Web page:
In this case, Mooney brought in one of the grand gurus of speed innovation to accelerate the Acclaim, Curt LoPresti of LoPresti Speed Merchants (www.speedmods.com
) in Vero Beach, Fla. More than coincidentally, Curt’s father, the late Roy LoPresti, headed the design team that produced the remarkable Mooney 201 in 1976, wringing another 14 knots from the basic Mooney Executive fuselage and wing without a power increase. The elder LoPresti lived by the motto, “Life is short—fly fast.” Roy went on to become president of Mooney in 1984.
His eldest son, Curt, along with mom Peggy and brothers David and Jim have been working on Piper/Cessna/Beech/ Cirrus/Grumman American products, along with older Mooneys, for the last 20 years, and Curt was happy to apply his considerable aerodynamic skills to the new, ultimate Mooney.
“All the Mooneys are very clean designs, so there’s not a lot left to improve,” says LoPresti. “We analyzed the airplane’s drag profile and did find a few areas where we could clean up the airplane. Our calculations suggested the changes would generate about five knots more speed, and that’s about what they got.
“We discovered the most significant areas of excess drag were the nosegear and main landing-gear doors. The stock nosegear door had a bulge that was causing air to separate, creating burble,” LoPresti explains. “Mooney faired that in, creating a smoother passage for the air. The main gear doors also were a little too fat where the gear trunnion extends. Mooney also solved that problem.
“Additionally, we recommended installing a flap gap seal to keep air from leaking through the slot between the flap leading edge and wing trailing edge,” LoPresti continued. “Our final recommendation was that they remove their current flap hinge fairings, as they were causing more drag than they were curing.”
Before you can log the big numbers in cruise, you have to reach the flight levels, and the Acclaim Type S does that with dispatch. Flying from near-sea-level at Plant City, Fla., a few miles west of Lakeland, we lifted off and started the stopwatch on our climb to the flight levels.
I held a modified cruise climb of 110 knots pointed uphill, rather than Vy, in the interest of better engine cooling and improved over-the-nose visibility. ATC was willing on the day of our flight, and we were able to high jump all the way to FL250 without any level-off at interim altitudes. When I clicked the button at the top, time was 25 minutes and nine seconds, almost exactly 1,000 fpm. The rate varied from about 1,200 fpm initially to 900 fpm when I pushed over at 25,000 feet.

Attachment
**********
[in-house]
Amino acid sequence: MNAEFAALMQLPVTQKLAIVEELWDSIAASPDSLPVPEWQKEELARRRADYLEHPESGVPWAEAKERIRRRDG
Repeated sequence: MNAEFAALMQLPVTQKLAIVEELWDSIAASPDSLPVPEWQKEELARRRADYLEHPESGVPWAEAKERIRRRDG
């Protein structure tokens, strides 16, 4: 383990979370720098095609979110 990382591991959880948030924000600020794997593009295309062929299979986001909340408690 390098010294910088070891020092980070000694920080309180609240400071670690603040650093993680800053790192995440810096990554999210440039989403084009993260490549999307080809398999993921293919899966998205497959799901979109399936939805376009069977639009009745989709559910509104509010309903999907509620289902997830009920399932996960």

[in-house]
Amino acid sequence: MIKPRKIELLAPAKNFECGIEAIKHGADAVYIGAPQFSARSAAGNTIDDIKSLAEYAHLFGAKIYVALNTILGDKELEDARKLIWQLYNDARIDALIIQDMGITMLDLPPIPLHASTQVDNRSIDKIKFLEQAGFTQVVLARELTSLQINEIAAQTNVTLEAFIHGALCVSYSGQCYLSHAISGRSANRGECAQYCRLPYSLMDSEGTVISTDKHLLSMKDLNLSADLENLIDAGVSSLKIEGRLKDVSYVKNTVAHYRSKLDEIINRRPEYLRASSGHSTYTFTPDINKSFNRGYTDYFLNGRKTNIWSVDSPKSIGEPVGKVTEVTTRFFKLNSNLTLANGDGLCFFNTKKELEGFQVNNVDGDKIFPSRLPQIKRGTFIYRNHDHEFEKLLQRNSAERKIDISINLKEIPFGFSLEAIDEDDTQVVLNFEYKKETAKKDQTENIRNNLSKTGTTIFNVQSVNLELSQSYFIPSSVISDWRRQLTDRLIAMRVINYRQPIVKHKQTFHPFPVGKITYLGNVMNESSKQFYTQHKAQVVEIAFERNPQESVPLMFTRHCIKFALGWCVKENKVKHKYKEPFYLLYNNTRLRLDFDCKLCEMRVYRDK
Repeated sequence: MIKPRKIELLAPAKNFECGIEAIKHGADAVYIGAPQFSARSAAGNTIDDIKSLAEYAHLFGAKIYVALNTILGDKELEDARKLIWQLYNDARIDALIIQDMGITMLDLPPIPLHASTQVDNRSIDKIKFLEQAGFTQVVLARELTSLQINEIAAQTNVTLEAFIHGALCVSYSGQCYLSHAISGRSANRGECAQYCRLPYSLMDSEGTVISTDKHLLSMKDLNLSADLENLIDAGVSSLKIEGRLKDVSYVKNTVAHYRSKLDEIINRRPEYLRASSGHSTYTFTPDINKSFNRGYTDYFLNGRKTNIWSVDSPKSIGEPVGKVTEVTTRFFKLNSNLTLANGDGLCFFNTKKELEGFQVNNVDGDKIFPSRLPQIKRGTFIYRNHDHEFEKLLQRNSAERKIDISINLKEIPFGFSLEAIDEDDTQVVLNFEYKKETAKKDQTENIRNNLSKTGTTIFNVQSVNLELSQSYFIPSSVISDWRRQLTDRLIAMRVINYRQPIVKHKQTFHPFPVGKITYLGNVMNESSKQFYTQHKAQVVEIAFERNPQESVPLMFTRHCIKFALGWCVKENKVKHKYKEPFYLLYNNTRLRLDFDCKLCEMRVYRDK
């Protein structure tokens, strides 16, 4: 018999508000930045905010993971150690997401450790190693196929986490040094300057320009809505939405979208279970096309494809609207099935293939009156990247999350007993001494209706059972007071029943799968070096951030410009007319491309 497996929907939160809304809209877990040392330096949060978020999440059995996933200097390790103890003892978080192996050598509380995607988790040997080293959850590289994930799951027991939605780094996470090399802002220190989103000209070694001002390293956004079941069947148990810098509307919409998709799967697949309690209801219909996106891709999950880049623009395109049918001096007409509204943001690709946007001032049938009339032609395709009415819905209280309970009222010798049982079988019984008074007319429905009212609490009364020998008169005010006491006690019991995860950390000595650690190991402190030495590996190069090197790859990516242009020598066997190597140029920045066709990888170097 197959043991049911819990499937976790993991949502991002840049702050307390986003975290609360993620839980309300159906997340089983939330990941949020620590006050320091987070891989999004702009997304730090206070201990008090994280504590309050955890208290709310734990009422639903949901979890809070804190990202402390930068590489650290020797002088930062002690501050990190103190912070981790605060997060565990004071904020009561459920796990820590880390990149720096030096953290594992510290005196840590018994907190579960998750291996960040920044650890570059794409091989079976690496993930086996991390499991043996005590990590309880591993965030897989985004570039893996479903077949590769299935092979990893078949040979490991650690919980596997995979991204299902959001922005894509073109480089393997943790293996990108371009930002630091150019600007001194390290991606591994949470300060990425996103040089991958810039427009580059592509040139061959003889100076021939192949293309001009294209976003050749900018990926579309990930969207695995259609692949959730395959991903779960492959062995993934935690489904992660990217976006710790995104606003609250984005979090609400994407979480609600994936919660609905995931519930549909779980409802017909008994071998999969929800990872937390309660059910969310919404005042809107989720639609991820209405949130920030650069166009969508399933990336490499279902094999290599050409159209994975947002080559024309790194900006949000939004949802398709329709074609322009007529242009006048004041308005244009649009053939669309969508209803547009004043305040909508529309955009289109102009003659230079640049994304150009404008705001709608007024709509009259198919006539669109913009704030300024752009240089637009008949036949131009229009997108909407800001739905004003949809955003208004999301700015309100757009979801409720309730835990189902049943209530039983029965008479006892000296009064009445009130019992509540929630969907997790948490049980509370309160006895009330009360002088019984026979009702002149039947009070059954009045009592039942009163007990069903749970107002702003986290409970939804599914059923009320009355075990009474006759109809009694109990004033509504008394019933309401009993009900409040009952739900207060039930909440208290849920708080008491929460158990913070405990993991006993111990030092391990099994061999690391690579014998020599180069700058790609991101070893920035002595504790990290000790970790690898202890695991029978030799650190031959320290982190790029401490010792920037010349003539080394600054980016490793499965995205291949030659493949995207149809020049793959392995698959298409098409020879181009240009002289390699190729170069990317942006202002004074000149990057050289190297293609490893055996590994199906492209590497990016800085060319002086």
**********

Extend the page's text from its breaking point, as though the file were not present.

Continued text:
With such climb on tap, many Bravo and Acclaim pilots tend to fly high much of the time, especially eastbound, where the prevailing winds usually give you a push. Flying in the opposite direction, you can always opt to stay low where winds are lightest.
Standard fuel on the Acclaim Type S is 100 gallons. That’s plenty for most pilots, but for those aviators with the inclination to cover long distances at one sitting, the optional, 128-gallon long-range tanks provide truly bladder-stretching reach. Max cruise extracts about 22 gph from the quickest Mooney, so its apparent standard endurance is roughly four hours plus reserve. If you’re willing to settle for 200 knots at FL250, however, you can reduce fuel burn to just under 13 gph.
Opt for the 128-gallon tanks, and that translates to 8.5 hours of endurance and 1,700 nm of range, provided, of course, that you’re willing to sit in the seat for a full work day. Even I’m not that masochistic, but the message is clear: Any reasonable mission you can conceive, the Acclaim Type S can probably fly. Perhaps even better, if the cabin load will allow, you can buy the long-range tanks, fill them with the cheapest fuel you can find and fly an out-and-back without having to refuel.
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